The resistance of gear teeth to failure in bending is called beam strength and gear failure in bending fatigue is a common problem [6-8]. In 1892, Lewis modeled a gear tooth as a short cantilever beam on a rigid base with the transmitted load applied near the tip of the gear tooth [9, 10]. The maximum tensile stress occurs at the root radius on the loaded or active side of the gear tooth. Due to the repeated loading of a gear tooth, this region becomes the preferential site for the initiation of a fatigue crack. Fatigue failure is due to crack formation and propagation induced by repeated loading. A crack normally initiates at a discontinuity where there is a cyclic maximum stress [9, 10]. Cracks grow along planes normal to the maximum tensile stress [9] and when the growth becomes unstable, brittle fracture rapidly follows. Thru-hardened gears most often fail in bending fatigue due to a crack initiated at the surface in the root area. Because the surface hardness of case-hardened gears is higher than the core value, the bending fatigue strength of the gear root surface can be higher than that of the core. Case-hardened gears generally fail in fatigue at the boundary of case-core hardness, except when there is a sharp stress raiser at the surface [11].

Case-hardening processes, such as induction hardening, flame hardening, carburizing, nitriding, and some other processes like shot-peening, hammering, and cold rolling, can increase the fatigue resistance of gears because they generate surface compressive residual stresses [12-16]. The surface stresses tend to weaken the effects of stress raisers reducing fatigue damage. Finishing processes, such as grinding or skiving, tend to develop tensile residual stresses, thereby reducing the benefits of compressive residual stress in case-hardening processes, but some compressive surface residual stresses usually persist.


The tangential load in spur gears induces both bending and direct shear stresses on the gear tooth, while the radial load produces only compressive stress. In helical gears, an axial load exists and it introduces both bending and shear stresses, in addition to those experienced by spur gears. The bending stress capacity models of American Gear Manufacturers Association (AGMA), International Standardization Organization (ISO), and Japanese Industrial Standards (JIS) account for the bending stress from the tangential force, compressive stress from the radial load and the effect of stress concentration, but not explicitly, for the shear stresses which are considered negligible. Accounting for shear stresses will improve the estimation of gear root bending stress.

The AGMA model is based on the load point being at the worst position, which corresponds to the highest point of single tooth contact (HPSTC) in a gear mesh for normal contact ratio gears. In normal contact ratio gear meshes, the contact ratio is less than 2. Gear meshes with a contact ratio of at least 2 are described as high contact ratio gears and multiple gear pairs are always in contact during operation. In normal contact ratio gears, one pair of gear teeth carries the transmitted load at HPSTC in the AGMA model, but near the tip of the gear, two pairs carry the transmitted load, indicating that load sharing occurs. The main issue in high contact ratio gears is the identification of the point of contact that results in the maximum bending stress for each tooth and whether that point occurs simultaneously for all the teeth in the mesh [17]. Hence the concept of “HPSTC” seems inapplicable when multiple pairs of teeth are in contact in a mesh. AGMA, therefore, has two bending stress capacity models for cylindrical gears, based on contact ratio. Also, the computation of the J-value in the AGMA formula is evaluated for HPSTC, which is complicated, especially for addendum corrected gearsets.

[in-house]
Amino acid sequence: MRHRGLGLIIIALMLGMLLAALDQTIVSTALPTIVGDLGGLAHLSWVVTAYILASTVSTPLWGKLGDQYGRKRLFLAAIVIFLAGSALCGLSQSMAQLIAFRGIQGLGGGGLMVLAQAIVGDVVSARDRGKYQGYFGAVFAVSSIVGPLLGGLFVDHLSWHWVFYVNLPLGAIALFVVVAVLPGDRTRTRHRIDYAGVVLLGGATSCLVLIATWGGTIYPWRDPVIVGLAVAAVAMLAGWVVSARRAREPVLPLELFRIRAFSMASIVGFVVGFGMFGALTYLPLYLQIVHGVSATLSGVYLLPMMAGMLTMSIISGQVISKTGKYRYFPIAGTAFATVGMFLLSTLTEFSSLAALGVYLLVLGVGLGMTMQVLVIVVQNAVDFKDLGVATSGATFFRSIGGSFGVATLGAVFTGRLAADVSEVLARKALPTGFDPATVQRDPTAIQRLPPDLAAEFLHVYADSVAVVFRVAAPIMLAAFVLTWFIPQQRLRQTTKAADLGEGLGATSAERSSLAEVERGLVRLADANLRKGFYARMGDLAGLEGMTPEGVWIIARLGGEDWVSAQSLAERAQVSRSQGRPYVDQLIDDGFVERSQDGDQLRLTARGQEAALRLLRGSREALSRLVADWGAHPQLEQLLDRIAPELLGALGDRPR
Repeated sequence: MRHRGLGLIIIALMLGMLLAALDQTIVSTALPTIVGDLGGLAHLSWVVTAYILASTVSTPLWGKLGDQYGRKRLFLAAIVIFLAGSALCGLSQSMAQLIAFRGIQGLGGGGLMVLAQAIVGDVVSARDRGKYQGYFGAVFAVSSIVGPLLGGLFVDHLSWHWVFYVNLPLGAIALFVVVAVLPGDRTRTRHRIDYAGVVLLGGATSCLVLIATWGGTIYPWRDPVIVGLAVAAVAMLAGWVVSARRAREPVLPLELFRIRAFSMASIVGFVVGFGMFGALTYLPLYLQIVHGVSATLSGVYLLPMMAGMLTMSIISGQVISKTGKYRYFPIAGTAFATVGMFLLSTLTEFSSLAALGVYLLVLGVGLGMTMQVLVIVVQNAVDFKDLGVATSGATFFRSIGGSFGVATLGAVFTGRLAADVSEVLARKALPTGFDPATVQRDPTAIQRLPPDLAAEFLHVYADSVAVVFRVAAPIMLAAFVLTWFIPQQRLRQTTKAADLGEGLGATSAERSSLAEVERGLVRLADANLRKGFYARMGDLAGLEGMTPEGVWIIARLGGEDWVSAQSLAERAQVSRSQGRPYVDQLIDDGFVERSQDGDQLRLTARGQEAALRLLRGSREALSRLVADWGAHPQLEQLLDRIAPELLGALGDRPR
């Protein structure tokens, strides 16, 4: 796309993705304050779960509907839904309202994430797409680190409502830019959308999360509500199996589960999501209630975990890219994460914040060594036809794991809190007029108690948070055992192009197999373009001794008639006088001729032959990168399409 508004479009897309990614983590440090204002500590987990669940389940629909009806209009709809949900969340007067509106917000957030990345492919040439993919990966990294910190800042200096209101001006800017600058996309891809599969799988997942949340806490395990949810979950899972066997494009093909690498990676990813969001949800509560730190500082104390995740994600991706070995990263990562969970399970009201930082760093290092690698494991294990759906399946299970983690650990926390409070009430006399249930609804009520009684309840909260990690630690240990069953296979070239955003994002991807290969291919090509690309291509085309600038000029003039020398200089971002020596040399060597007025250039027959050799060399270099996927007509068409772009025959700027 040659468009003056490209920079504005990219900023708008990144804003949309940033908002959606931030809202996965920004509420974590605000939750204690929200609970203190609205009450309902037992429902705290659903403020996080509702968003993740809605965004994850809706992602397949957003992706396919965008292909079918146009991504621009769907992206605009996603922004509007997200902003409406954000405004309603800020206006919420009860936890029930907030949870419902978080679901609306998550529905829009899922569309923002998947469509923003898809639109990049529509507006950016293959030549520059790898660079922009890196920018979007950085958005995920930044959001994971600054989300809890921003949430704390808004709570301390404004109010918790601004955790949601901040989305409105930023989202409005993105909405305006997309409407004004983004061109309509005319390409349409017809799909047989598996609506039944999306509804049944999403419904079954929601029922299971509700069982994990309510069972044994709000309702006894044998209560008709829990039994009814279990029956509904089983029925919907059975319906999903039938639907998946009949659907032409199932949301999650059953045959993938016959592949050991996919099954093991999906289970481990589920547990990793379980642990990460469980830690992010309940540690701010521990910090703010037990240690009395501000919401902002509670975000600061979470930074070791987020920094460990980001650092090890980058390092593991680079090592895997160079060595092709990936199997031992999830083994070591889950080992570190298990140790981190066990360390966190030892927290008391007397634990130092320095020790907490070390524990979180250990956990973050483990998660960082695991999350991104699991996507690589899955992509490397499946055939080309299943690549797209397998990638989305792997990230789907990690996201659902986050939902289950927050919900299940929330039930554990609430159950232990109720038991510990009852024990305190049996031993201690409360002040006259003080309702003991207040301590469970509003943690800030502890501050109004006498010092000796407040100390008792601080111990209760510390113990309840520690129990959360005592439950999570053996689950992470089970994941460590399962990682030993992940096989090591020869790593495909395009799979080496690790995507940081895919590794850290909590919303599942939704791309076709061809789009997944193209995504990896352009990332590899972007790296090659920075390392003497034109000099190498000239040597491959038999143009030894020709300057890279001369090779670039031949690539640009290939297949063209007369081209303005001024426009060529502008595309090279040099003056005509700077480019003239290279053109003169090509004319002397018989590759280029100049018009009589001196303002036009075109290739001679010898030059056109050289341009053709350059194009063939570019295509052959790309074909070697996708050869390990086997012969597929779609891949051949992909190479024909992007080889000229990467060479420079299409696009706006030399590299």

The AGMA bending stress concentration factor model is based on the work of Dolan and Broghamer, who experimented on photoelastic plastic gear materials. The stress concentration factor is related to the bending moment arm, which makes it to be dependent on the point of load application on the gear tooth. In classical stress concentration analysis of straight and curved beams, the location of the bending load on the beam does not affect the stress concentration factor. In these cases, the stress concentration factor is dependent on the local geometry and the notch sensitivity of the component material. This appears to be an obvious weakness of the AGMA bending capacity models. Another issue is that tests on metal gears suggest that the stress concentration factor obtained is not the same as that for photoelastic plastic gears [17]. The actual stress concentration value depends on the presence of deep tool marks and scratches (surface roughness), surface hardness, surface residual compressive stress, and load cycles [17, 18]. Stress concentration arises from changes in the cross-sectional dimensions of components that are under stress [19].